In the Parliamentary debate on November 25, Bloc Québécois and NDP MPs, while critical of the extension, praised the role of Canada’s military in Afghanistan and said a “civilian” mission should be put in place that would assist the Afghan government with policing and oversee the spending of aid and development money.
Both parties are short on specifics of what such a mission would look like and how it could operate in the midst of an ongoing war. None of the MPs of either party who spoke in the debate called for an end to the NATO-led war or a withdrawal of foreign military occupation forces.
There have been scattered demonstrations against the extension of the military mission in a number of cities. In Montréal, the anti-war coalition Échec à la Guerre (Stop War) held a “People’s Summit Against War and Militarism” on the weekend of November 19-21, attended by more than 200 people. It issued a strong statement signed by 70 organizations denouncing Canada’s participation in “a war of occupation in Afghanistan” and the militarization of Canadian foreign and domestic policy.
And a 10-city speaking tour of Canada by British anti-war activist George Galloway, which coincided with the extension announcement, drew audiences in the thousands. Galloway is a former British MP who was kicked out of the Labour Party for his opposition to the war in Iraq while the party was in government and directing Britain’s role in that bloody conflict. He is also an outspoken opponent of the war in Afghanistan and a strong supporter of the struggle of the Palestinian people.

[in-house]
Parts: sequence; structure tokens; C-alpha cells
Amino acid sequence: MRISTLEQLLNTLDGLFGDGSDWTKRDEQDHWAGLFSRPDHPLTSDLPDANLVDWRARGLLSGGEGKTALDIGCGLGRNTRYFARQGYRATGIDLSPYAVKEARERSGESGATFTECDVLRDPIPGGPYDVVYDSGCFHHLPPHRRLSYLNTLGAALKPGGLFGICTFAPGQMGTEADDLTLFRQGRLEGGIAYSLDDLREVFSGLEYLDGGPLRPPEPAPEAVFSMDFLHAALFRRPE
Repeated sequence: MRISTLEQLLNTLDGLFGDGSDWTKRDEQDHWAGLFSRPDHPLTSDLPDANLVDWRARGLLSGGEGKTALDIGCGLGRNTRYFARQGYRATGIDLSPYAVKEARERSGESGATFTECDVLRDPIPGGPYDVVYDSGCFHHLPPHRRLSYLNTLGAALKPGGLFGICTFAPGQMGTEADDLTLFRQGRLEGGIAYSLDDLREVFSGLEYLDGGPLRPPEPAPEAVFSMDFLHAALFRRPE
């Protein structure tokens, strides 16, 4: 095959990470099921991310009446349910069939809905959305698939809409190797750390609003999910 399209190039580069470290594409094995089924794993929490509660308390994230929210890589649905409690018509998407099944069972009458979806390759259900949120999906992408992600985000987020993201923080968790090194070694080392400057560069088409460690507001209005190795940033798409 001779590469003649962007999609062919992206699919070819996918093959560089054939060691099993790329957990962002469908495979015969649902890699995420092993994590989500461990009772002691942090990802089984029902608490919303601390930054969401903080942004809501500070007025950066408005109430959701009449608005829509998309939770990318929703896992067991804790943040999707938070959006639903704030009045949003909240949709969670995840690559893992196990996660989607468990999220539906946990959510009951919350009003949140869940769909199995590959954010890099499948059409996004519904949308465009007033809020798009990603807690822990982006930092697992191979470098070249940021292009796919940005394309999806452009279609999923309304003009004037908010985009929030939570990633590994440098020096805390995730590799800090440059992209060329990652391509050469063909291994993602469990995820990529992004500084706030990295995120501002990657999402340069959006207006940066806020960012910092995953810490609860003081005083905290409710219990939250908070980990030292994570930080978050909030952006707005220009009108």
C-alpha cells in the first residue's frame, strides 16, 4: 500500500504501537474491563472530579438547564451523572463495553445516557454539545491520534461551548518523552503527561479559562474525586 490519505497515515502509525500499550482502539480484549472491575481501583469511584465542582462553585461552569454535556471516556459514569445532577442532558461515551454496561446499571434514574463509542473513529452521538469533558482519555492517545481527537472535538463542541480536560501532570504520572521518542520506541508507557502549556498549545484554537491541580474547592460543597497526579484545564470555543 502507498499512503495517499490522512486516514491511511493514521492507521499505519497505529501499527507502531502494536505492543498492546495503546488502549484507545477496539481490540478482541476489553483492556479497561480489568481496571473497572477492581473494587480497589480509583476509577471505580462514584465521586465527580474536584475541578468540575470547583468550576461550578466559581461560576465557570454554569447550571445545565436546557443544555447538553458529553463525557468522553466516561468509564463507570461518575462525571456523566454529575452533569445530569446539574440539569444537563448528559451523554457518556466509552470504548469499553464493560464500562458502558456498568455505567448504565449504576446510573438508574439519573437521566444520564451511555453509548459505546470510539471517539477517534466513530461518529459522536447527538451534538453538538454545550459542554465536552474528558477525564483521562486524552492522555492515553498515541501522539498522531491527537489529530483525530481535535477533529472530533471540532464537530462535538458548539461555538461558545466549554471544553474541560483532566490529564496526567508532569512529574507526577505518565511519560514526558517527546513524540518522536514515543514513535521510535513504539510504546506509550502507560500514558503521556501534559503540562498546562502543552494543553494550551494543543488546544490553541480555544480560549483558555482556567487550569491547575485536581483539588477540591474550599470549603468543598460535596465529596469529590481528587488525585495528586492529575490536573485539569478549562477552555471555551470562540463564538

Galloway was banned from entering Canada in March 2009 because the Canadian government hates his views on the never-ending war against the Palestinian people. He challenged the ban in Federal Court earlier this year and won the right to enter the country.
A right-wing campaign sprang up against the speaking tour, seeking to block it from taking place or at least minimize its impact. It failed miserably. Galloway is suing the federal government and its Minister of Immigration for the 2009 ban. He promises that every penny awarded, if he is successful, will be dedicated to building a stronger anti-war movement in Canada.
Former Afghan MP and social activist Malalai Joya completed a successful four-city speaking tour of Canada in early October. She addressed large audiences in Calgary, Ottawa, Toronto, and Vancouver. The tour included a press conference at the Parliamentary Press Gallery and a thirty minute interview on the prestigious CBC national television program, Mansbridge One on One.
Joya told host Peter Mansbridge that “For nine years, [Canada] has followed the wrong policy of the U.S., which is not only a mockery of democracy and war on terror, to tell you better, it is just a war crime.”
The public debate that has opened up in Canada on the extension of the war mission in Afghanistan opens new and unprecedented opportunities to mobilize Canadians in demanding that all Canadian and foreign troops leave Afghanistan. This is the starting point of any effort to repay the people there for the terrible destruction that has befallen them at the hands of the U.S., Canada and their other warmaking allies. •
Tim Kennelly is an activist in Vancouver in the peace movement.
Roger Annis is an activist in Vancouver. This article published in conjunction with Socialist Voice.